Free online lessons in Biochemistry for the medical and allied health sciences students by the Biochemistry Club.
- Formation of stones in the Gall bladder is known as Cholelithiasis.
- Symptoms may include severe colicky pain in right hypochondrium especially after taking a fatty meal accompanied with nausea and vomiting.
- Pain may radiate in between the shoulder blades.
- If long standing and they block the cystic duct then it may be accompanied by jaundice.
- Small stones in the Gall bladder may not cause any symptom for years or life long.
- These are called “Silent stones“.
- The movement of cholesterol from the liver into the bile must be accompanied by the simultaneous secretion of phospholipids & bile salts.
- If this dual process is disrupted and more cholesterol is present than can be solubilized by the bile salts and phosphatidylcholine present, the cholesterol may precipitate in the gallbladder, leading to cholesterol gallstone disease, or cholelithiasis.
- This is typically caused by a decrease of bile acids in the bile.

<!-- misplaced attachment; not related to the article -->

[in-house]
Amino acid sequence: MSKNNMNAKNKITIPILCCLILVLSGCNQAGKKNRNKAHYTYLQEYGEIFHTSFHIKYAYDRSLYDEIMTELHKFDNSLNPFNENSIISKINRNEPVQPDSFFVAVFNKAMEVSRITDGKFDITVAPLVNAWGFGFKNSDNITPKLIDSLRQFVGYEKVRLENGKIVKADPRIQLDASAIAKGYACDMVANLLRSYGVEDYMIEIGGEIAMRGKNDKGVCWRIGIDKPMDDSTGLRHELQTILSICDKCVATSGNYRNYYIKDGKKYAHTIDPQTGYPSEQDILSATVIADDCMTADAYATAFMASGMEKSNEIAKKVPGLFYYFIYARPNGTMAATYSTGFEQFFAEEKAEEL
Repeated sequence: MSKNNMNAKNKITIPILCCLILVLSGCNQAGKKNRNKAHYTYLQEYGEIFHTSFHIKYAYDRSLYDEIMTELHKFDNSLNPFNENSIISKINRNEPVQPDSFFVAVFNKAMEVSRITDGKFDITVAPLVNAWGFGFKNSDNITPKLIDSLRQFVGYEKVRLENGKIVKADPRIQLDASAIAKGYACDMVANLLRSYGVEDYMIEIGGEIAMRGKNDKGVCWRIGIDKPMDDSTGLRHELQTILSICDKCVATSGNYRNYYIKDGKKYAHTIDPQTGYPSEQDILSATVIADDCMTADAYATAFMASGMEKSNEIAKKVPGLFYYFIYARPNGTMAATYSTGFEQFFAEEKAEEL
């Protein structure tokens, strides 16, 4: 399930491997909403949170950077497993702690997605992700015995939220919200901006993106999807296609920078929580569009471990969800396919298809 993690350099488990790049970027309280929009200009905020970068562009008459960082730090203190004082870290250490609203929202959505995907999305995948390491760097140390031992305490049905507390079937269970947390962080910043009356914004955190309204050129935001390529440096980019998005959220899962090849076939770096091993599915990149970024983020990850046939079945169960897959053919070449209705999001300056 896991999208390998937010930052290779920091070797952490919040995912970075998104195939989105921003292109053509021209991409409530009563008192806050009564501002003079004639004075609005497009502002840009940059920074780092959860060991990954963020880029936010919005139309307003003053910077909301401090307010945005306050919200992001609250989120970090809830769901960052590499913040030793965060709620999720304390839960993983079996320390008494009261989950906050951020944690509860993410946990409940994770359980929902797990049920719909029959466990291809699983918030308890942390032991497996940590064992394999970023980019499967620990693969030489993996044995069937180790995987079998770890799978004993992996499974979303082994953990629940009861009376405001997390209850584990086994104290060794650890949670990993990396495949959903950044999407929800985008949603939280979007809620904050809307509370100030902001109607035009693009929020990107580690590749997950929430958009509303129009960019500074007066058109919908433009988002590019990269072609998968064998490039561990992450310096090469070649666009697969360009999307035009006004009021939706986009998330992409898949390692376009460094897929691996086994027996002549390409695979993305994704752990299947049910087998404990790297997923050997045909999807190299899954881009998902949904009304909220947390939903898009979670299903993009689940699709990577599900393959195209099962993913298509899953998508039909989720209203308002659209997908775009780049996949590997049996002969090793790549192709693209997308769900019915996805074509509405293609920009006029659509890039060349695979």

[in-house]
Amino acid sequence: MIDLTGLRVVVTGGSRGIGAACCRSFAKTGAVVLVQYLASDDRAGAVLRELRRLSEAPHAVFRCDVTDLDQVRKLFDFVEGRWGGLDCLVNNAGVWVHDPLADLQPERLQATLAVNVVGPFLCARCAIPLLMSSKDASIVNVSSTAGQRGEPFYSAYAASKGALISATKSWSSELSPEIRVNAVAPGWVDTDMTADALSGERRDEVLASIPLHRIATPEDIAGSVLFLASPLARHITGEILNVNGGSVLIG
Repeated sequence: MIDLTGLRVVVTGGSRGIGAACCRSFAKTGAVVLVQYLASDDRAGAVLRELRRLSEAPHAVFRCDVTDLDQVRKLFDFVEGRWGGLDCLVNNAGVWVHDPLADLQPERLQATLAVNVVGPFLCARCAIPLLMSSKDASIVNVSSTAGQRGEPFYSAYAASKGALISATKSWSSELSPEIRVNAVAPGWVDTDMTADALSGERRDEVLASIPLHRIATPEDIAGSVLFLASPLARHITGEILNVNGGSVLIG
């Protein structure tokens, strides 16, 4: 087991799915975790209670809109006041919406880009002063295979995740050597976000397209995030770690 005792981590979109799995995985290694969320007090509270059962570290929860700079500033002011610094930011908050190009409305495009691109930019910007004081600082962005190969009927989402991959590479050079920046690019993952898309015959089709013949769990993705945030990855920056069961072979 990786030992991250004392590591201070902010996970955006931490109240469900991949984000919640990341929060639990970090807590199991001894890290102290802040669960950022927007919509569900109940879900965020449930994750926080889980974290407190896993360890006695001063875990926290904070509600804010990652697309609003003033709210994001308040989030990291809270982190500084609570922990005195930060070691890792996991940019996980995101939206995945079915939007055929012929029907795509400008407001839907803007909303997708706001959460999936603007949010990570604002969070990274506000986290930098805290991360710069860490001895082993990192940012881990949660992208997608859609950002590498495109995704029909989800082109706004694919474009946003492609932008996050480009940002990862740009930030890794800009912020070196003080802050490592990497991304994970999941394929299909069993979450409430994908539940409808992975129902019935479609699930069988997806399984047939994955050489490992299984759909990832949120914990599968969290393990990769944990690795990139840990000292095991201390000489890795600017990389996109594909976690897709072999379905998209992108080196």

- Cholelithiasis also may result from increased secretion of cholesterol into bile, as seen with the use of fibrates (for example, gemfibrozil) to reduce cholesterol (and triacylglycerol) in the blood.
- Laparoscopic cholecystectomy (surgical removal of the gallbladder through a small incision) is currently the treatment of choice.
- However, for patients who are unable to undergo surgery, oral administration of chenodeoxycholic acid to supplement the body’s supply of bile acids results in a gradual (months to years) dissolution of the gallstones.
- Cholesterol stones account for over 85% of cases of cholelithiasis, with bilirubin and mixed stones accounting for the rest.
FOR MORE LESSONS ON THE METABOLSIM OF LIPIDS, PLEASE VISIT THE BIOCHEMISTRY II SECTION FROM THE MAIN PAGE AND THEN CLICK CURRICULUM TO SEE THE WHOLE LIST OF LESSONS.